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Hirschfeld v. Beckerle

United States District Court, D. New Jersey

September 27, 2019




         Presently before the Court is a motion by nominal Defendant Johnson & Johnson (“Johnson & Johnson”) and joined by Individual Defendants Mary C. Beckerle, D. Scott Davis, Ian E. L. Davis, Jennifer A. Doudna, Alex Gorsky, Mark B. McClellan, Anne M. Mulcahy, William D. Perez, Charles Prince, A. Eugene Washington, and Ronald A. Williams (“Individual Defendants”) (together, with Johnson & Johnson, “Defendants”), [1] to dismiss the shareholder derivative complaint of Plaintiff Marc Hirschfeld (“Plaintiff”) pursuant to Federal Rule of Civil Procedure 12(b)(6). In this shareholder derivative litigation, Plaintiff, representing other similarly situated investors of Johnson & Johnson’s stock, alleges that Individual Defendants- members of Johnson & Johnson’s Board of directors-violated their fiduciary duties. Specifically, Plaintiff maintains that Individual Defendants failed to prevent Johnson & Johnson from continuing to sell talc-based body powders, despite knowledge of research allegedly linking perineal talc application to ovarian cancer and tests allegedly indicating that Johnson & Johnson’s talc contained asbestos or asbestos-like fibers. Defendants move to dismiss the Complaint on the basis that Plaintiff failed to make a pre-suit demand on Johnson & Johnson’s Board of Directors, as is required by the New Jersey Business Corporation Act (“NJBCA”), N.J.S.A. 14A:3-6.3, and alternatively, even if that statute were inapplicable, Plaintiff has failed to adequately plead that a demand would have been futile. For the reasons stated herein, Defendants’ motion is GRANTED, and Plaintiff's claims are dismissed without prejudice.


         The facts are taken from the Complaint and assumed to be true for purposes of this motion. This action arises from the same factual underpinnings that are involved in thousands of cases in multiple courts across the country. Compl. at ¶ 10. Plaintiff alleges that since as early as 1971, Johnson & Johnson has been aware of tests indicating that the talc used in certain of its products contained asbestos or asbestos-like fibers. Id. at ¶ 5. Since as early as 1982, Johnson & Johnson allegedly has been aware of credible scientific studies concluding that a woman’s repeated use of talc-based body powders in her genital region significantly increases her risk of developing ovarian cancer. Id. at ¶ 6. Despite this knowledge, Johnson & Johnson allegedly continues to sell its talc-based Baby Power and Shower to Shower products and disavows the presence of any asbestos contained in its products, or that there is any link between perineal talc usage and ovarian cancer. Id. According to the Complaint, based on this willful conduct, the Individual Defendants (or their predecessors on the Board) directly violated their fiduciary obligations by: (i) refusing to place any cancer-related warning on Johnson & Johnson Baby Powder or Shower to Shower products; (ii) continuing to market such products as safe, and promoting the perineal use of those products by women; (iii) actively lobbying against Federal Drug Administration testing of asbestos levels in cosmetic talc products; (iv) forming a task force within a trade association to which Johnson & Johnson belonged to defend talc usage and undermine studies showing that it posed a public health risk; and (v) terminating research that it initiated and funded if the studies did not support Johnson & Johnson’s claim that talc was safe and/or not linked to an increased risk of ovarian cancer. Id. at ¶ 9.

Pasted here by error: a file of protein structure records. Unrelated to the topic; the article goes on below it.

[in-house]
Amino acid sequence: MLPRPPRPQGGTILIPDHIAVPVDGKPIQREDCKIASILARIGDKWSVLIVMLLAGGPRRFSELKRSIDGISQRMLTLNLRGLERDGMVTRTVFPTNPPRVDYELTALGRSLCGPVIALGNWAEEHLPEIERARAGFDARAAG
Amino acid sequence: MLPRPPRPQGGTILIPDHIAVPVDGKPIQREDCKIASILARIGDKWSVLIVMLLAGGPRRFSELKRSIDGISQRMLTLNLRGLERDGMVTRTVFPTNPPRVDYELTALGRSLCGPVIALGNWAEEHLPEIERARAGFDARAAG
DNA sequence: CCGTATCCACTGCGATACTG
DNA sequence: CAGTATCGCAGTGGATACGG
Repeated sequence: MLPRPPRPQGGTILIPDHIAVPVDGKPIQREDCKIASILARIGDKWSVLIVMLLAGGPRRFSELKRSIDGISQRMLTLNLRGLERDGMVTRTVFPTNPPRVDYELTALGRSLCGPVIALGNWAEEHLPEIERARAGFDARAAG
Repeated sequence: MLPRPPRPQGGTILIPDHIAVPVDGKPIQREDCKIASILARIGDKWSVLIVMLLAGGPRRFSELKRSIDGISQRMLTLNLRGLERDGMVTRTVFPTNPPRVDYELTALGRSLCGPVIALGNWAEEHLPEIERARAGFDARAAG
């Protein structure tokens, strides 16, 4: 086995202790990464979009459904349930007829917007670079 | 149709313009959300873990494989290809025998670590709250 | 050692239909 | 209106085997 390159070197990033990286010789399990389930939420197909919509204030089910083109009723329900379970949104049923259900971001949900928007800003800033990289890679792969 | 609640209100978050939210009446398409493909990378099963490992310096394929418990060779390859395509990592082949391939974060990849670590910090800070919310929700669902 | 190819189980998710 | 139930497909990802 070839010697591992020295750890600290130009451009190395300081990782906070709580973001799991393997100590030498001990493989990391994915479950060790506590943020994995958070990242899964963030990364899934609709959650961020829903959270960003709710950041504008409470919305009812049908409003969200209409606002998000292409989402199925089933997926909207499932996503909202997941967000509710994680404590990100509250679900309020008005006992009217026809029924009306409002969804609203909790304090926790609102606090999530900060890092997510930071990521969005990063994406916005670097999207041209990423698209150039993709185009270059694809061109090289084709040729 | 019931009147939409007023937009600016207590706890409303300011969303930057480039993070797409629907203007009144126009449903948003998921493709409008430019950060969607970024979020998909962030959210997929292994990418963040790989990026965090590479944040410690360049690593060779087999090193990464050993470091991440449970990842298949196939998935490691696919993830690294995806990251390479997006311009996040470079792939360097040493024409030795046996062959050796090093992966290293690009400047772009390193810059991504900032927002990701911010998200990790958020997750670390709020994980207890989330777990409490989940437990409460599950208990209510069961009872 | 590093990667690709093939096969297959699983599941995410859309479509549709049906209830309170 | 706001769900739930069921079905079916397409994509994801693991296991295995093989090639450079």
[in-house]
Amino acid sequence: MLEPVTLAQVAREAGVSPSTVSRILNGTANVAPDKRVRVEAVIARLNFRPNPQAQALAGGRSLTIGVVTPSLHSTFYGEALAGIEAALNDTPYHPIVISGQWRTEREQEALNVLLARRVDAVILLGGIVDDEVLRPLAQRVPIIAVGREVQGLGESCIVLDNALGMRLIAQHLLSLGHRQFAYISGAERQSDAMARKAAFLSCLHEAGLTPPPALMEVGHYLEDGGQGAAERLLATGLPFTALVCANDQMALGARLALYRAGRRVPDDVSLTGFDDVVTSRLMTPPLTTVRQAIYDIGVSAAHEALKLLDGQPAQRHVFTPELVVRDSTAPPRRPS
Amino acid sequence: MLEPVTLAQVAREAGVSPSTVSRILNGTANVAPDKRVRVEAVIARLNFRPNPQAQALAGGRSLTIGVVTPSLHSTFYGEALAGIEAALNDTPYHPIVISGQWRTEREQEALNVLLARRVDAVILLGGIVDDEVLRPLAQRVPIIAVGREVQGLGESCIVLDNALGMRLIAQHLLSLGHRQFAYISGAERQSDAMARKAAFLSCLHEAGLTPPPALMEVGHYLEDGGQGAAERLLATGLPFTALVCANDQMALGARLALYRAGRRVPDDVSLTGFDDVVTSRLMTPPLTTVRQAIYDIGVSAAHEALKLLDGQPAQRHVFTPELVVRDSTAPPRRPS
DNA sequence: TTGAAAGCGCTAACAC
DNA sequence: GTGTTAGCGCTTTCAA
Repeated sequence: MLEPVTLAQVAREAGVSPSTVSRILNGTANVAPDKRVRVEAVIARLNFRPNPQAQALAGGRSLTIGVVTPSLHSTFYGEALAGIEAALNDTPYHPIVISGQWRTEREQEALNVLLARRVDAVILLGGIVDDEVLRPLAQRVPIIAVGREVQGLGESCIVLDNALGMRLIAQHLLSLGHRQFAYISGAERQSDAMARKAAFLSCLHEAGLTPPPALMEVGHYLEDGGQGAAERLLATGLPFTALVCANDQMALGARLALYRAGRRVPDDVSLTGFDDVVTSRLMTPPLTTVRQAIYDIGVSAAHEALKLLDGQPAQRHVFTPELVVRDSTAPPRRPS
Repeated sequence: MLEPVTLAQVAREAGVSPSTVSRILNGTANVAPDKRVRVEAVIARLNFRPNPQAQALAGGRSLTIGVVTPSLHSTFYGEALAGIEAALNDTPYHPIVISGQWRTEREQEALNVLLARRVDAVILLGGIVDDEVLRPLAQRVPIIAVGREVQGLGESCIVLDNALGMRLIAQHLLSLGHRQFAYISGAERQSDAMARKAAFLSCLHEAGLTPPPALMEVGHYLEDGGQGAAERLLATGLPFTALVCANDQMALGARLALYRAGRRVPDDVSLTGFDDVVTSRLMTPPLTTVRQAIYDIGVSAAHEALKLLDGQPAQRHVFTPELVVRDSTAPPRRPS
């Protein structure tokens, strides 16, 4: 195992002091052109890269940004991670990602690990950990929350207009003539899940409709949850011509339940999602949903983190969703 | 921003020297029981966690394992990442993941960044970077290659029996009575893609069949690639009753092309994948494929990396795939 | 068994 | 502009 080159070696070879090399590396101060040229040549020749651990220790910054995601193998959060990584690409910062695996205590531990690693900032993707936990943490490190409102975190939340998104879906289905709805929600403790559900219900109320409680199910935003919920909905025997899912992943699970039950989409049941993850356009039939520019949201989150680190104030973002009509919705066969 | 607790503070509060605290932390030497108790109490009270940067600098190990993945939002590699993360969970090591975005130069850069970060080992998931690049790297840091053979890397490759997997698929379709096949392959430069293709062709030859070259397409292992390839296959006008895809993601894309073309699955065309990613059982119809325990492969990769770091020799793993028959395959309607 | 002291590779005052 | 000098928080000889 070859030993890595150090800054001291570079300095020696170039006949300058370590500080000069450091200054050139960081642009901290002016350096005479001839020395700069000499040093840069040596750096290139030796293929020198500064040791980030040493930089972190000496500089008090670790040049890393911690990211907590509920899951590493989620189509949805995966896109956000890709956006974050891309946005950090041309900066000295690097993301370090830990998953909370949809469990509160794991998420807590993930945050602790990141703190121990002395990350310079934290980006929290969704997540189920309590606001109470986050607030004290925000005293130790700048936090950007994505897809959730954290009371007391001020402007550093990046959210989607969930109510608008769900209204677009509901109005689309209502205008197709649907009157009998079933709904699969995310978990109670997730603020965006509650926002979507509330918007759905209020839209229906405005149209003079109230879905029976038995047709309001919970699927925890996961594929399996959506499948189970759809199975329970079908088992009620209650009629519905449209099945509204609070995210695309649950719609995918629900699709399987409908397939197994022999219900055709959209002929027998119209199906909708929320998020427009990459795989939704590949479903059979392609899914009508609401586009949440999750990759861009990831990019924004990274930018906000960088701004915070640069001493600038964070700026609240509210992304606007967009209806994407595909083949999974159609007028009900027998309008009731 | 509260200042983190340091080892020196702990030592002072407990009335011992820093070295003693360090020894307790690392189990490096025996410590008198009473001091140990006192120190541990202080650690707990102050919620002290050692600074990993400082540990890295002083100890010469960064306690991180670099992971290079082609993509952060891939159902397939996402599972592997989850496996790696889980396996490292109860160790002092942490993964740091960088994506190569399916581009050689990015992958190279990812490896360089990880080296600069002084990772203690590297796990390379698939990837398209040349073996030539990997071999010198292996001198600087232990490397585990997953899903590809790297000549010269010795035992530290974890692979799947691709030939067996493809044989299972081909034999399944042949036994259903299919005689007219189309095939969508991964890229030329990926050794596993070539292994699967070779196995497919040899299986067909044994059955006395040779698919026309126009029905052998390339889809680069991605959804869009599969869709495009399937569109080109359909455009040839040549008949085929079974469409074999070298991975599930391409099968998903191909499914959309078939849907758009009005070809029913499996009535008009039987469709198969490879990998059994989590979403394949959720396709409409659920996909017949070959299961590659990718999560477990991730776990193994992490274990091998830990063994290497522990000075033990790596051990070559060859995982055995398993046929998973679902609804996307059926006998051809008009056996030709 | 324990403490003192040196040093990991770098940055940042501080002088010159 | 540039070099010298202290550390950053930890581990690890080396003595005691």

Plaintiff filed this suit on October 9, 2018, bringing one count for breach of fiduciary duties by Individual Defendants. In the Complaint, Plaintiff frankly admits that he “has not made a demand on the Board of Directors of the Company to file a suit asserting the claims specified herein” because “[s]uch a demand would be futile and useless.” Id at ¶ 99.[2] Subsequently, Defendants filed the present motion, arguing that Plaintiff’s claims must be dismissed because the NJBCA eliminated the concept of demand futility, and, furthermore, Plaintiff’s demand futility allegations are inadequate.


         Under Fed.R.Civ.P. 12(b)(6), a complaint may be dismissed for “failure to state a claim upon which relief can be granted.” Fed.R.Civ.P. 12(b)(6). When reviewing a motion to dismiss on the pleadings, courts “accept all factual allegations as true, construe the complaint in the light most favorable to the plaintiff, and determine whether, under any reasonable reading of the complaint, the plaintiff may be entitled to relief.” Phillips v. Cnty. of Allegheny, 515 F.3d 224, 233 (3d Cir. 2008) (quotations omitted). Under such a standard, the factual allegations set forth in a complaint “must be enough to raise a right to relief above the speculative level.” Bell Atlantic Corp. v. Twombly, 550 U.S. 544, 555 (2007). Indeed, “the tenet that a court must accept as true all of the allegations contained in a complaint is inapplicable to legal conclusions.” Ashcroft v. Iqbal, 556 U.S. 662, 678 (2009). “[A] complaint must do more than allege the plaintiff's entitlement to relief. A complaint has to ‘show’ such an entitlement with its facts.” Fowler v. UPMC Shadyside, 578 F.3d 203, 211 (3d Cir. 2009).